Game Of My Life #05: How a 2-1 home win changed my life
Bayern started the season as the reigning champions, having won the title in the 1993/94 season. That season cost Erich Ribbeck his job, he was released during the winter break. Shortly before the end of the season, Bayern lost 4-0 away to Kaiserslautern, almost squandering their title prospects in the process. Ultimately, 17 wins sufficed to secure Bayern the title.
So Bayern started the 1994/95 season as the title holders. Before the season began, Italian star coach Giovanni Trapattoni had been installed at the club to rebuild the club’s shaky foundation for sustainable long-term sporting success. To facilitate Trapattoni’s task, new players Oliver Kahn (€2.3m from Karlsruhe), Jean-Pierre Papin (€2.75m from Milan), and Alain Sutter (€1.4m from Nuremberg) were signed. Kahn had made a name for himself as a goalkeeping talent on the rise at Karlsruhe and was considered Germany’s future in goal. Papin arrived as a highly decorated star, having won the French championship four times with Olympique Marseille as well as the Italian championship twice and the Champions League once with Milan. He was also the world’s top scorer and winner of “Europe’s footballer of the year” in 1991. A bonafide world star had come to the Isar. On the other hand, Bayern’s squad had also taken some serious hits. Raimond Aumann, Olaf Thon, Bruno Labbadia and Adolfo Valencia had left the club during the off-season. No doubt the team was a team in transition. Besides the stars, there were also lot of young talents who had to be integrated as well.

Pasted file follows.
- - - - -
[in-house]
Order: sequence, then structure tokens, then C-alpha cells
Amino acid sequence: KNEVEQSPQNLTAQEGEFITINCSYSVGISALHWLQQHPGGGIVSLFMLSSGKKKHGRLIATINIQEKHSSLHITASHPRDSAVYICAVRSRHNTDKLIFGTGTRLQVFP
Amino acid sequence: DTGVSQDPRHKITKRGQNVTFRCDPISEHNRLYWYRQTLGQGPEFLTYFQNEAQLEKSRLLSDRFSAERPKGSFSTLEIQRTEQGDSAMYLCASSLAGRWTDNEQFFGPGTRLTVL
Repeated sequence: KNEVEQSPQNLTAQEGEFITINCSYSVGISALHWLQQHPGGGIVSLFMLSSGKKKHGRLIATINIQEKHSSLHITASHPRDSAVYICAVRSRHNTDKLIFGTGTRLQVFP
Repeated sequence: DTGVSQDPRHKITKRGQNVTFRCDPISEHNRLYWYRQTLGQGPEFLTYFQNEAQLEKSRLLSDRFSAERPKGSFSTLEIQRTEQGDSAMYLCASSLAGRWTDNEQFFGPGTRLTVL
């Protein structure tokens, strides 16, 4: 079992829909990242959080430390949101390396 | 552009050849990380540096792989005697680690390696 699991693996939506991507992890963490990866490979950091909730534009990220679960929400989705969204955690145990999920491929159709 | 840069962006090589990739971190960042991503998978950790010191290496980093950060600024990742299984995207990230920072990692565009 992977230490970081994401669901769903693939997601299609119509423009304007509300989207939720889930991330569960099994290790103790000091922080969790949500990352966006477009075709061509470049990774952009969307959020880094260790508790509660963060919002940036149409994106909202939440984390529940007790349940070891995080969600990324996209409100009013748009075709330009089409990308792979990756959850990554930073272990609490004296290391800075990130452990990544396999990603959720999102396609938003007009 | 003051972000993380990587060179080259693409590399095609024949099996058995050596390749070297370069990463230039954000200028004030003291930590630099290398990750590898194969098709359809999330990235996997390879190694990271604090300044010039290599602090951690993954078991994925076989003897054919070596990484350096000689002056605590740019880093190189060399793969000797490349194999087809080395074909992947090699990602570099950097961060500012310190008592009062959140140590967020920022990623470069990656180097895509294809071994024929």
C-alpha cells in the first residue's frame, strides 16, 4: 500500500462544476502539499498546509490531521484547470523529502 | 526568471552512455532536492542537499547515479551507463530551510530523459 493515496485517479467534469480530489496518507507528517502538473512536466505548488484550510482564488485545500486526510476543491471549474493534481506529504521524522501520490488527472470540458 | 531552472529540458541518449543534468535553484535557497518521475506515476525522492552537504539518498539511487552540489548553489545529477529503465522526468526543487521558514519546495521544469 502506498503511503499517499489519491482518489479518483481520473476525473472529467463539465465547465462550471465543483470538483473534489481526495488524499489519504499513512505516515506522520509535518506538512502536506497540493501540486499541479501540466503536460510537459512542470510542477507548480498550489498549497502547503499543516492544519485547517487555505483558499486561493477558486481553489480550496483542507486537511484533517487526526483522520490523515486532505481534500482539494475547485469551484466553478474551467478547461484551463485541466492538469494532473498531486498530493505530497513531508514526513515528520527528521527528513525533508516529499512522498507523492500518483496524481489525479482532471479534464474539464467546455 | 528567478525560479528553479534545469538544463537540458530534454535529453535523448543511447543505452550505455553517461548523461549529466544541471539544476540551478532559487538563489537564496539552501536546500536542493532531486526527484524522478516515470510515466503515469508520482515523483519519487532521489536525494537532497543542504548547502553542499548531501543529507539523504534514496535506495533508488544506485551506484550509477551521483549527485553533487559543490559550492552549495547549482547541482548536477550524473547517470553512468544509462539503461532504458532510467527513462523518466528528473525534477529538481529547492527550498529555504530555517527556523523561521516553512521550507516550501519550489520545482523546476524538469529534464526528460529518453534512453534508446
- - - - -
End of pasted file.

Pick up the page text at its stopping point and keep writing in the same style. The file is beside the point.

Bayern had decided to put their focus for the season on the Champions League early on as their Bundesliga campaign never really flourished. They reached second place in the group stage and after a 0-0 in the first and a 2-2 in the second leg against Gothenburg in the quarter-finals, they even reached the semi-finals. There, after another 0-0 draw in the first leg, Bayern suffered a devastating 2-5 defeat in the return leg at the hands of van Gaal’s Ajax, a team replete with such future luminaries as van der Sar, de Boer, Seedorf, Litmanen, Kluivert and Davids, whose names would come to reverberate around Europe for years to come. With the loss Bayern had missed out on putting a positive spin on an otherwise disappointing season. They had no answer to the 3-4-3 system of van Gaal, but partly also brought about their own downfall through making quite a few individual mistakes before the goals themselves. And so the dream of the final in Athens lay in tatters.